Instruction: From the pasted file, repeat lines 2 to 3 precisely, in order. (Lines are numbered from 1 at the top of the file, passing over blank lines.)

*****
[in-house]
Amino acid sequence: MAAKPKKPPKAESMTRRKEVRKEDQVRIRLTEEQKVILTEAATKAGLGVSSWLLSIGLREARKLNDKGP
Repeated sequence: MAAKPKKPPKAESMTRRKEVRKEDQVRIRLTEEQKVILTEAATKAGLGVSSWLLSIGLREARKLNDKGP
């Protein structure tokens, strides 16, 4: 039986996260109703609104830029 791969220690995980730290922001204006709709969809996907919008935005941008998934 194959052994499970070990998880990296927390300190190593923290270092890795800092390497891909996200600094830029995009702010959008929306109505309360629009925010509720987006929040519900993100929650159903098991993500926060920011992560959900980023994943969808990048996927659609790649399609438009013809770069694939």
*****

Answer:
Amino acid sequence: MAAKPKKPPKAESMTRRKEVRKEDQVRIRLTEEQKVILTEAATKAGLGVSSWLLSIGLREARKLNDKGP
Repeated sequence: MAAKPKKPPKAESMTRRKEVRKEDQVRIRLTEEQKVILTEAATKAGLGVSSWLLSIGLREARKLNDKGP